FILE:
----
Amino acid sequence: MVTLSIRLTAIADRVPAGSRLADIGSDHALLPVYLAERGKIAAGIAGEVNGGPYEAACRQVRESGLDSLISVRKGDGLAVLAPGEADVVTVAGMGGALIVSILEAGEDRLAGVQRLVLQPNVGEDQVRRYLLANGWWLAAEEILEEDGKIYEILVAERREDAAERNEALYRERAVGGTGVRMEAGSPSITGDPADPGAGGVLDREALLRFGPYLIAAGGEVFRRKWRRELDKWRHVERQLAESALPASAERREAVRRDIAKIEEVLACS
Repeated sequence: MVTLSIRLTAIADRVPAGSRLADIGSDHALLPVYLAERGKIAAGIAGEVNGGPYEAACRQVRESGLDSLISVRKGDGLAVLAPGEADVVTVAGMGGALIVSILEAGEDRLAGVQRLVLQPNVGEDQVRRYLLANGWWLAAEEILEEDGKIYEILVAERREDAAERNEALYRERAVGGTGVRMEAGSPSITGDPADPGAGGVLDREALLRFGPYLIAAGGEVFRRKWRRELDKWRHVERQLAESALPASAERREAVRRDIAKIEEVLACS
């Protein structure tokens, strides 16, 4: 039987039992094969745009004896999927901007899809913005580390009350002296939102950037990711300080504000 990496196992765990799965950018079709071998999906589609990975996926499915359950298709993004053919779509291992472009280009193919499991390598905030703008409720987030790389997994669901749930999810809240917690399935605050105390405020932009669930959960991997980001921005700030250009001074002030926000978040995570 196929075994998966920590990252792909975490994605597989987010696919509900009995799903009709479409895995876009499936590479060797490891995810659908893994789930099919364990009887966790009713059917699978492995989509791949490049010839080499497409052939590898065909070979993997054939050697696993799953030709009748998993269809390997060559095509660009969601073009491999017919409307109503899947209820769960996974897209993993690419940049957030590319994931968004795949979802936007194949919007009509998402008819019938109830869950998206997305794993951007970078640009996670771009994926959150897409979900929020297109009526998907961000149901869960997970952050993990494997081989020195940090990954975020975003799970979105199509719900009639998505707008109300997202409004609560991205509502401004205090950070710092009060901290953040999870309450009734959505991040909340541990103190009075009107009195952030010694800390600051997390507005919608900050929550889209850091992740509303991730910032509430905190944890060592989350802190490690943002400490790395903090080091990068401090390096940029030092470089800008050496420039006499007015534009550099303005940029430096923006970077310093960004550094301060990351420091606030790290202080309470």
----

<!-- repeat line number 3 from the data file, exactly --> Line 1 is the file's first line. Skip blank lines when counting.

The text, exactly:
């Protein structure tokens, strides 16, 4: 039987039992094969745009004896999927901007899809913005580390009350002296939102950037990711300080504000 990496196992765990799965950018079709071998999906589609990975996926499915359950298709993004053919779509291992472009280009193919499991390598905030703008409720987030790389997994669901749930999810809240917690399935605050105390405020932009669930959960991997980001921005700030250009001074002030926000978040995570 196929075994998966920590990252792909975490994605597989987010696919509900009995799903009709479409895995876009499936590479060797490891995810659908893994789930099919364990009887966790009713059917699978492995989509791949490049010839080499497409052939590898065909070979993997054939050697696993799953030709009748998993269809390997060559095509660009969601073009491999017919409307109503899947209820769960996974897209993993690419940049957030590319994931968004795949979802936007194949919007009509998402008819019938109830869950998206997305794993951007970078640009996670771009994926959150897409979900929020297109009526998907961000149901869960997970952050993990494997081989020195940090990954975020975003799970979105199509719900009639998505707008109300997202409004609560991205509502401004205090950070710092009060901290953040999870309450009734959505991040909340541990103190009075009107009195952030010694800390600051997390507005919608900050929550889209850091992740509303991730910032509430905190944890060592989350802190490690943002400490790395903090080091990068401090390096940029030092470089800008050496420039006499007015534009550099303005940029430096923006970077310093960004550094301060990351420091606030790290202080309470």